Achieving ADA compliance for door hardware

Operating Hardware

Door hardware also has requirements for accessibility. One of the most common disabilities is “reaching and manipulation;” arthritis is the leading cause of disability in the United States, with more than 50 million adults and 300,000 children suffering from some form of the condition.

Door and Gate Hardware

Section 404.2.7 states operating devices installed onto doors (handles, pulls, latches, and locks) must be easy to grasp with one hand and not require tight gripping or twisting of the wrist to operate. Additionally, the highest point of the operating portion of the hardware shall be mounted no higher than 1220 mm above the finished floor. There can be no projection off the face of the door below 865 mm above the finished floor.

The Accessibility Icon Project is dedicated to changing the symbol for wheelchair accessibility. The project claims the current symbol depicts disabled individuals as inactive. Their suggested symbol shows individuals with disabilities more physically engaged; it is beginning to be accepted as the new standard.

Opening Force

Section 404.2.9 calls for both interior hinged doors and sliding/folding doors to have an opening force of no more than 22.2 N (2.26 kg [5 lb]). Fire doors are a different matter. They shall have the minimum opening force allowed by the appropriate administrative authority. This does not apply to the necessary force to fully open the door, or the initial energy needed to start the door in motion. It also does not apply to the retraction of latches or disengaging devices used to keep the door in the closed position.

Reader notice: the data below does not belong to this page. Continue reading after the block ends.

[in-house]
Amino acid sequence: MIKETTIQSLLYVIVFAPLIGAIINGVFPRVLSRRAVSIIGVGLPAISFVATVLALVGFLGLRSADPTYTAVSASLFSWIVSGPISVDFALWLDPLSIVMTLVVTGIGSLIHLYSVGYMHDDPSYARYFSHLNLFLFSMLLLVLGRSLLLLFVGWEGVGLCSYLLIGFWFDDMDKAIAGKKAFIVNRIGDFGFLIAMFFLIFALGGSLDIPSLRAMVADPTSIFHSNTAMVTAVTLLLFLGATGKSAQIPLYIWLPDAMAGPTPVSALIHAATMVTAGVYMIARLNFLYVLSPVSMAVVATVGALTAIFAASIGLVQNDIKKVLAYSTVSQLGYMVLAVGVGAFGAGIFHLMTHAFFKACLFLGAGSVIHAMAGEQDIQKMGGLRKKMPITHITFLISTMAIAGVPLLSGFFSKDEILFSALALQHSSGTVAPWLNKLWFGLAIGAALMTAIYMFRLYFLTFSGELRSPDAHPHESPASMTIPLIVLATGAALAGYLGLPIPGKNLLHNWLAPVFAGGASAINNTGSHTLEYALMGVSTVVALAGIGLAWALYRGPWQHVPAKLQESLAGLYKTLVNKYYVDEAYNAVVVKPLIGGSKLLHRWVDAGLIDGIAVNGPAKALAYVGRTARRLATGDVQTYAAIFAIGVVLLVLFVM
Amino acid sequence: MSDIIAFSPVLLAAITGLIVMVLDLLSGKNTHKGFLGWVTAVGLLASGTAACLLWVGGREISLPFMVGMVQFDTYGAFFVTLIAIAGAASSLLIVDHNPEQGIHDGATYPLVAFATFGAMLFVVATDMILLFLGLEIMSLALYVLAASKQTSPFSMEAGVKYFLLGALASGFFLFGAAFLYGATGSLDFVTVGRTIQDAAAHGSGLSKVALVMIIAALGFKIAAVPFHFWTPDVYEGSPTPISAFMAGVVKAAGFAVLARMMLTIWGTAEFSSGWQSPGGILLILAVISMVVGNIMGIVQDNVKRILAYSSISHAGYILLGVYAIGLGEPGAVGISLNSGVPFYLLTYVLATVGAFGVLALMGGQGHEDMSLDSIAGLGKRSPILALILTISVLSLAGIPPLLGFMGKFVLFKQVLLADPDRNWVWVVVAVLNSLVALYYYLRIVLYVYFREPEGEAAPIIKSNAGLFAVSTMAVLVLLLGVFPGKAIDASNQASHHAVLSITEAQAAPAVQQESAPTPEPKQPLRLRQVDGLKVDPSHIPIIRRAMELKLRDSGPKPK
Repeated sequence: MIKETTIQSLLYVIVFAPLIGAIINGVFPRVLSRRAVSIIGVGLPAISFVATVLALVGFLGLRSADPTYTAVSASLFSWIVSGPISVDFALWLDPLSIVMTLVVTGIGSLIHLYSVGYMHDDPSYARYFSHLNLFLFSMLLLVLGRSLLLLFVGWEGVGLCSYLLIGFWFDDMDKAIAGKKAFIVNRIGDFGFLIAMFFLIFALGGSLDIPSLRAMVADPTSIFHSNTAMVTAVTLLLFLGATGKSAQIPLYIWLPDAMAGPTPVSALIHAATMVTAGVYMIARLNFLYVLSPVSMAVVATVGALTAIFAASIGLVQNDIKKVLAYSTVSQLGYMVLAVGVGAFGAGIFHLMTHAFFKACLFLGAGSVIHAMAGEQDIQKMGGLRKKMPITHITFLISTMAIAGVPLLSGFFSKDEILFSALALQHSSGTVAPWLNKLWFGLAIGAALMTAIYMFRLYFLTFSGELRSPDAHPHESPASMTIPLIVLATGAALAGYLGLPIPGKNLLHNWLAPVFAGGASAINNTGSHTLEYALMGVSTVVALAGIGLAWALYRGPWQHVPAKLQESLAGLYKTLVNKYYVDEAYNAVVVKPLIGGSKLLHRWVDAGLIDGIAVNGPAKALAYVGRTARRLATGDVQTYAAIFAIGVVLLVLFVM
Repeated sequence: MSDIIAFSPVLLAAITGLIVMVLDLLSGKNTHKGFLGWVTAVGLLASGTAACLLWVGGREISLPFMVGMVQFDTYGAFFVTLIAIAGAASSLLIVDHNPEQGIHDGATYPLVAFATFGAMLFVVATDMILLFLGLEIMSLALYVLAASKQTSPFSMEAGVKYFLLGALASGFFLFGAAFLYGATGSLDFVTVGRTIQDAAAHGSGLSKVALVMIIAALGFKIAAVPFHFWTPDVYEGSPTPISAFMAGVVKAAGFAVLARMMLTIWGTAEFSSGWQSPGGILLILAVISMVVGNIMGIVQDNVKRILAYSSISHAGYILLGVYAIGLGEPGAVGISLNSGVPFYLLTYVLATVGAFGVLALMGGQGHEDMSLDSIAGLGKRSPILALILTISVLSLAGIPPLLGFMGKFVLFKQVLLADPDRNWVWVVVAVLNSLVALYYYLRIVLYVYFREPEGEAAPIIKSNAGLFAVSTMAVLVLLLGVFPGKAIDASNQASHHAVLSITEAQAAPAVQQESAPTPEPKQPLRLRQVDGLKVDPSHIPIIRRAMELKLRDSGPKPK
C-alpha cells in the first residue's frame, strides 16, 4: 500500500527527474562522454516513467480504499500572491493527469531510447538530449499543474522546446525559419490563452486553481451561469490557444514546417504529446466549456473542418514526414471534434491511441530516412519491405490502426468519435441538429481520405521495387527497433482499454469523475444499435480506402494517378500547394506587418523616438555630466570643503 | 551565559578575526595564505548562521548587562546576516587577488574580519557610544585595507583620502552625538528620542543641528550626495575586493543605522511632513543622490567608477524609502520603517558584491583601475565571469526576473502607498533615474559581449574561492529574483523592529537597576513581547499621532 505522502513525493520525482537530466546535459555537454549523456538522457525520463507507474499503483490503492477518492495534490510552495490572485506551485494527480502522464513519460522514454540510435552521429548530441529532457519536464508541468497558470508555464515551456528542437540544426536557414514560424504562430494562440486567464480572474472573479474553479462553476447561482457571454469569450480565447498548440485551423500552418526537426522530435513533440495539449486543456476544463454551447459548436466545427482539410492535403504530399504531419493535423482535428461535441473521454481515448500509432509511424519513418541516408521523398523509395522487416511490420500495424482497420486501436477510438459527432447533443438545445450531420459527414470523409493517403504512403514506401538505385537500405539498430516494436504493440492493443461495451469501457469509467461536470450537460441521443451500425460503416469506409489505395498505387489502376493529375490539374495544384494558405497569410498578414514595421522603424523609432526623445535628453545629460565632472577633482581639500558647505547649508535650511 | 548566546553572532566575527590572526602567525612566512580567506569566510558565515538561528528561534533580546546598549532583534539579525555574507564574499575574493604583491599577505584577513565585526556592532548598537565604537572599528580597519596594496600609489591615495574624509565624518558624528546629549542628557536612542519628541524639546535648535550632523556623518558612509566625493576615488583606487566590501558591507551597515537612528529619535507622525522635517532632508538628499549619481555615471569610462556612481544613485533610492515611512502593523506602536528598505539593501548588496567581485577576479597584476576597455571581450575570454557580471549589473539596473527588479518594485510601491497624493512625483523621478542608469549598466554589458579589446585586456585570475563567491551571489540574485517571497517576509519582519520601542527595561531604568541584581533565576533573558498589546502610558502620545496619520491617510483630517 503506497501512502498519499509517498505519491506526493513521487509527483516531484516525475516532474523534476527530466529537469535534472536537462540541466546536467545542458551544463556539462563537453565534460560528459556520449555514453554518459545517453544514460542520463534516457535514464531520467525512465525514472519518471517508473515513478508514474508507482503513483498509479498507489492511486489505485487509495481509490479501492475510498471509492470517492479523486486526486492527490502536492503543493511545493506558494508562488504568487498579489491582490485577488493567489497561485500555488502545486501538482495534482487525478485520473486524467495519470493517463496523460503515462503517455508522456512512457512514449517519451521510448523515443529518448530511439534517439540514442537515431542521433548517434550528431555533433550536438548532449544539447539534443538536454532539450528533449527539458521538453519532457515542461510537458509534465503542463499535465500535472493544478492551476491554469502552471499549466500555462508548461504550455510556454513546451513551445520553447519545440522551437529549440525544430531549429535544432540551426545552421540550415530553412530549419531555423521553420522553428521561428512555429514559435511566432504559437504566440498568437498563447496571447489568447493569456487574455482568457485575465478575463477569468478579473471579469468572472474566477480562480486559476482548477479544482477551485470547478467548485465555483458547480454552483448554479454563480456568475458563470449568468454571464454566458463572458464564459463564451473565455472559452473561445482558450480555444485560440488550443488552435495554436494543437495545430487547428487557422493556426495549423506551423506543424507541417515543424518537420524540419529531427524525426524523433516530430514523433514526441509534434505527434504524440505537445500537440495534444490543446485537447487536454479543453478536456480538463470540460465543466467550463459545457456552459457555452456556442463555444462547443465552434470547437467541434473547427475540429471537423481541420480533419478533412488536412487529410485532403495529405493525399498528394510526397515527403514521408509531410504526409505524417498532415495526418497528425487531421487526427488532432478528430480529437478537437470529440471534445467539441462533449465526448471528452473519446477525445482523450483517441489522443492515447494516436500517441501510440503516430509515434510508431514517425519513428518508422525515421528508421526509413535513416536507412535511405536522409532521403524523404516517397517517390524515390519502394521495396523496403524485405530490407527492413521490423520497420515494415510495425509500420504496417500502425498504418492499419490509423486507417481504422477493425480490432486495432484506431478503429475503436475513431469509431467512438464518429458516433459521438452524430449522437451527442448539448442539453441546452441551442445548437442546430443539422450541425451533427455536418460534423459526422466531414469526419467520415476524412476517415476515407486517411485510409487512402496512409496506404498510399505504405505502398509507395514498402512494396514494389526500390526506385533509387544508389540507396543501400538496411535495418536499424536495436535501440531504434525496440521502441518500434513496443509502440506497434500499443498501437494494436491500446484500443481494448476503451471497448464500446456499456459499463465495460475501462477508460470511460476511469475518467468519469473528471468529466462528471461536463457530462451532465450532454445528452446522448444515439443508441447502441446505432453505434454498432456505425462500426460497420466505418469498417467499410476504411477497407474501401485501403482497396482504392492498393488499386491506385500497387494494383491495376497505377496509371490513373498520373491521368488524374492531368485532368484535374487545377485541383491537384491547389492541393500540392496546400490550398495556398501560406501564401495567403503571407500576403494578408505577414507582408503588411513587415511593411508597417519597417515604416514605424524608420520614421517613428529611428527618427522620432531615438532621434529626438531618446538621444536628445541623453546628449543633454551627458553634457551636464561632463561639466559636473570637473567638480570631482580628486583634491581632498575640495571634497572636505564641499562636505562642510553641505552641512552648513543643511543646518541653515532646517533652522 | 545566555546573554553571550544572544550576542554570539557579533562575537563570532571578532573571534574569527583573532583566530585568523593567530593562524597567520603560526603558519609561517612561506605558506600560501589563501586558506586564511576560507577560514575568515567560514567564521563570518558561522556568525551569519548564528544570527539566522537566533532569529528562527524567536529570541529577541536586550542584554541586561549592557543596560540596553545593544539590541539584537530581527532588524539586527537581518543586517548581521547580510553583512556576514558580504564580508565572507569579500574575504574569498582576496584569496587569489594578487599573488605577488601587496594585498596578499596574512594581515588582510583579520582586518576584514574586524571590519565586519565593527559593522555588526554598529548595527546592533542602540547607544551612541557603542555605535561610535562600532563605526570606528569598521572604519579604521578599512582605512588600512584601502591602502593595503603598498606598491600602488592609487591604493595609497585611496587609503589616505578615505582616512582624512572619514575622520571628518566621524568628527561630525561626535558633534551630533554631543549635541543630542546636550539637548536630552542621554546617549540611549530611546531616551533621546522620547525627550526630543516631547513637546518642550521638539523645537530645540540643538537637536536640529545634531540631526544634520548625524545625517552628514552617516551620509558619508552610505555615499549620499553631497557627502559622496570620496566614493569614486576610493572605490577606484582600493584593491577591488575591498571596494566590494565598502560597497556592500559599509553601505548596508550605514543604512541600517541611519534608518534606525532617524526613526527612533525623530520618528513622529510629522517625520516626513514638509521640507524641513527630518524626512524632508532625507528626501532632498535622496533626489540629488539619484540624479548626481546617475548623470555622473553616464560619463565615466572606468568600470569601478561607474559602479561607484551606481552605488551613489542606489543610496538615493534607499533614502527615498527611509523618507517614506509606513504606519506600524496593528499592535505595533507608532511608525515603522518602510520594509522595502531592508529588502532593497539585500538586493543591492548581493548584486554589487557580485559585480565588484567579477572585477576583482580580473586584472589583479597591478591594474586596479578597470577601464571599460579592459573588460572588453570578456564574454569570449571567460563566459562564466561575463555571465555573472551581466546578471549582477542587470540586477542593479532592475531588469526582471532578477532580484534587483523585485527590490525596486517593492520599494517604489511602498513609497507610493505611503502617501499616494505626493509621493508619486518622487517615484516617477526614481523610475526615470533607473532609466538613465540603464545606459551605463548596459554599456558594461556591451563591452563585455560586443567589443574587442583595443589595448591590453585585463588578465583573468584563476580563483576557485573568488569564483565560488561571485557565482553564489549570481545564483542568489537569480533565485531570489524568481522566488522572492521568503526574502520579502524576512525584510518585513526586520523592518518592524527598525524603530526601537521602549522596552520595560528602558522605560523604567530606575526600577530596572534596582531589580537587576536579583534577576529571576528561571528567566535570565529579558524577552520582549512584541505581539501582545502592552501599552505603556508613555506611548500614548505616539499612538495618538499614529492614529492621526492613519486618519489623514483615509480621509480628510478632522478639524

Exterior doors and fire-rated doors are both exempt from door opening and closing forces. Exterior doors must remain closed for security reasons, and the amount of pressure will vary depending on the indoor and outdoor temperatures, outside elements like wind, and the building’s HVAC system.

Fire-rated openings must be equipped with self-closing or automatic-closing devices to keep the door shut. However, to work effectively, doors must remain closed and latched upon activation of the fire alarm as life safety receives higher priority than accessibility.

Closing Speed

Much emphasis is placed on opening force, but the closing speed of a door is equally important. If a door closes too fast, it may hit someone and cause injury. This is addressed in Section 404.2.8, Closing Speed. If a door has a closer, then the sweep period of the closer shall be adjusted so that, from opening position of 70 degrees, the door will take a minimum of three seconds to move a point 76 mm (3 in.) from the latch, measured to the leading edge of the door.

Some closers have a special feature that delays the closing of a door, often called delayed action. This happens when the door is opened to 90 degrees and slowly pivots to 70 degrees. This feature is often used where it is beneficial to have a longer closing time. The closing cycle resumes a normal pace from 70 degrees back to 76 mm from the latch.

It is important to note the delayed action is optional, not required. Only the closing cycle is part of the ADAAG standard. According to 404.2.8.1, “Door closers and gate closers shall be adjusted so that from an open position of 90 degrees, the time required to move the door to a position of 12 degrees from the latch is five seconds minimum.”

This allows individuals more time to freely move through the opening.

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